Archive for Thursday, October 12, 2000

Students dig in to conserve disappearing wetlands

October 12, 2000

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Deerfield School fifth-grader Shannon Dunkle learned Wednesday that half of the nation's wetlands, an area the size of California, have been destroyed.

Dunkle, joined by 90 classmates and parent volunteers, helped reclaim a small piece of that environmental heritage by harvesting plant and seed stock from the Baker Wetlands for development of the elementary school's new wetland area.

Deerfield fifth-grader Shannon Dunkle strips seeds from a stand of
grass in the Baker Wetlands. Dunkle, fellow Deerfield
fifth-graders, and members of Western Resources Green Team spent
part of Wednesday morning scouring the wetlands for plants and
seeds that they cataloged and removed to transplant at a wetlands
being created near the school.

Deerfield fifth-grader Shannon Dunkle strips seeds from a stand of grass in the Baker Wetlands. Dunkle, fellow Deerfield fifth-graders, and members of Western Resources Green Team spent part of Wednesday morning scouring the wetlands for plants and seeds that they cataloged and removed to transplant at a wetlands being created near the school.

Those in attendance grabbed buckets, shovels and plastic bags before spreading out in the Baker Wetlands south of 31st Street. The bounty was planted in an area 50-by-50 feet, constructed on district property at Deerfield, 101 Lawrence Ave.

"This is cool," Dunkle said while bagging a bundle of grass seed. "It's chilly, but cool."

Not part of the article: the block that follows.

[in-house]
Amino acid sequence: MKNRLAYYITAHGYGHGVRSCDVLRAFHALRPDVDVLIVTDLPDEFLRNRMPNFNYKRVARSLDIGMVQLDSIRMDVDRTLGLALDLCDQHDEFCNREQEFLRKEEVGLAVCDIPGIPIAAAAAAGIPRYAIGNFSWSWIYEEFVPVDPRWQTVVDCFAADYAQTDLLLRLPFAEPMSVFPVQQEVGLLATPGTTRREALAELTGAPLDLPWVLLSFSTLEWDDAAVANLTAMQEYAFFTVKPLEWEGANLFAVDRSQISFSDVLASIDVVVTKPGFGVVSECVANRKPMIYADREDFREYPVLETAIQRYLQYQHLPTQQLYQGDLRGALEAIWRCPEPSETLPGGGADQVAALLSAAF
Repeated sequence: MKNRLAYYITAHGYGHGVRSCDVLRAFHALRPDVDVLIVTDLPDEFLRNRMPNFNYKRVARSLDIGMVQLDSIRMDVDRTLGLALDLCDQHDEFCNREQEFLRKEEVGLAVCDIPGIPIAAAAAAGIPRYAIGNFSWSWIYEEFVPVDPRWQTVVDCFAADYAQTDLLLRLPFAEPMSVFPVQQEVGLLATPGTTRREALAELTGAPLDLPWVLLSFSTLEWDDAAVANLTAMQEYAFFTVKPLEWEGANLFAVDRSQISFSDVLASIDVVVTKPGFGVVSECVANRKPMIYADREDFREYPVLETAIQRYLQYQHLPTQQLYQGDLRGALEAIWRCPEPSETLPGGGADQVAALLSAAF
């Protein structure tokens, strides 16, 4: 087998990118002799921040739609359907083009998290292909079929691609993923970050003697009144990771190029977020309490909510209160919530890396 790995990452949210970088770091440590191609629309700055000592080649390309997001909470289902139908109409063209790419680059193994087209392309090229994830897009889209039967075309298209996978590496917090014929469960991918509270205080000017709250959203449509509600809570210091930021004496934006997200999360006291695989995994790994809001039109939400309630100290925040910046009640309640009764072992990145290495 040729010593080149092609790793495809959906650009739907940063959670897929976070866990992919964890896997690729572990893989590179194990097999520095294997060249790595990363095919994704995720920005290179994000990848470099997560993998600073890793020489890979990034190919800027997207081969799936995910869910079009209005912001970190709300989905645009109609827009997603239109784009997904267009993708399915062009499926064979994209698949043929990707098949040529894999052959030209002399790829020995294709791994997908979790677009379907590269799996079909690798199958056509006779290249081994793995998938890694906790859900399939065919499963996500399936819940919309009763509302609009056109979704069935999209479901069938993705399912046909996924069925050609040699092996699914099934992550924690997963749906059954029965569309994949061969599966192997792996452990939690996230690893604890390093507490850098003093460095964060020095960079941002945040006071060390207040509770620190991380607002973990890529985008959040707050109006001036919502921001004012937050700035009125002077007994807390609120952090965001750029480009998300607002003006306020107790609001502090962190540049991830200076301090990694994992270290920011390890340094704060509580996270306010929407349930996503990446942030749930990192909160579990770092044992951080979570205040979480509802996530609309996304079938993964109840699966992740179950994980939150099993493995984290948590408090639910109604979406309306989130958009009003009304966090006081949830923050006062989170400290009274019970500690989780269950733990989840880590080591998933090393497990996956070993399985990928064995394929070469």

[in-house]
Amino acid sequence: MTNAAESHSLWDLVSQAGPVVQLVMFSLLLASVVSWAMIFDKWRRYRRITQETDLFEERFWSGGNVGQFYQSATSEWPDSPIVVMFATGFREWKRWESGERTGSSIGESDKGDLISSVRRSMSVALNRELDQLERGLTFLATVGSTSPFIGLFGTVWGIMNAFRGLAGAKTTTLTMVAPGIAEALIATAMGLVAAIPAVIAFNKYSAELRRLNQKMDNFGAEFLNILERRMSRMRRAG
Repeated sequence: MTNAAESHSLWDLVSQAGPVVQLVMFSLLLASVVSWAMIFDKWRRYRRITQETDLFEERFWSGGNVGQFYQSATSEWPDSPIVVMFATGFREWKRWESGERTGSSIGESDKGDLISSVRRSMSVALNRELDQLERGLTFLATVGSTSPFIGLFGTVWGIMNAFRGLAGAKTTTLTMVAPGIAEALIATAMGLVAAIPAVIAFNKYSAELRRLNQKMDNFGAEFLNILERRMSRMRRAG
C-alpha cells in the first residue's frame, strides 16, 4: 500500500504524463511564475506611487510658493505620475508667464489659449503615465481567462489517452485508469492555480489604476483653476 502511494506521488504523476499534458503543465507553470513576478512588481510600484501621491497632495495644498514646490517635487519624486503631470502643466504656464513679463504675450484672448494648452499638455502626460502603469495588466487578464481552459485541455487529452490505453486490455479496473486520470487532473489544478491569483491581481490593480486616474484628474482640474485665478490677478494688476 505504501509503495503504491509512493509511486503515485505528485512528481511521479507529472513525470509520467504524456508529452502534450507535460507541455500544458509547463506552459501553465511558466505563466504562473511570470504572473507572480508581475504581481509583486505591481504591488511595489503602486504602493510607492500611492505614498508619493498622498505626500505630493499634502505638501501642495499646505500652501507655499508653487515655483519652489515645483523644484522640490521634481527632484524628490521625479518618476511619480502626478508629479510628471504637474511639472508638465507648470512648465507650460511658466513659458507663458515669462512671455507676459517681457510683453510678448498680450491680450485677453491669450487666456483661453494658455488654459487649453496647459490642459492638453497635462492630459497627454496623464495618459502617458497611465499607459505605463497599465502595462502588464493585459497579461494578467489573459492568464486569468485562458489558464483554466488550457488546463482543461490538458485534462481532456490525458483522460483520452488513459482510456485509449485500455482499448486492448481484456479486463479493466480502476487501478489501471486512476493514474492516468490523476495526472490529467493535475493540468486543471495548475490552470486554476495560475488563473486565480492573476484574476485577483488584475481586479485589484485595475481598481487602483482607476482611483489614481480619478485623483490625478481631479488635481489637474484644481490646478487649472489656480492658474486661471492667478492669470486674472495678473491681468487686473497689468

The elementary school's wetland area is smaller than a basketball court. But it's the size of the idea not the land mass that counts, said Deerfield science teacher Cindy Taylor.

"This project will create a memory," she said. "They'll be able to drive by Deerfield in the future and say, 'I helped start that.'"

Western Resources executive Brad Loveless, who helped coordinate several conservation projects at Deerfield, said blustery weather, muddy terrain and the possibility of encountering a snake couldn't deter the students.

"We're going to work with what Mother Nature gives us," he said. "A wetlands isn't a wetlands without plants."

Loveless is part of a team of 600 volunteers at Western Resources, a utility and home security company based in Topeka. The company deploys the "Green Team" to support habitat and wildlife preservation as well as environmental education.

Last fall, trees were planted along an eroding creek at Deerfield. Two acres of native grass and prairie wildflowers were seeded in the spring.

The wetlands project was the third phase of the Green Team's work, Loveless said.

"Their wetland is valuable, even though it's small. From a biological point of view, this is a treasure."

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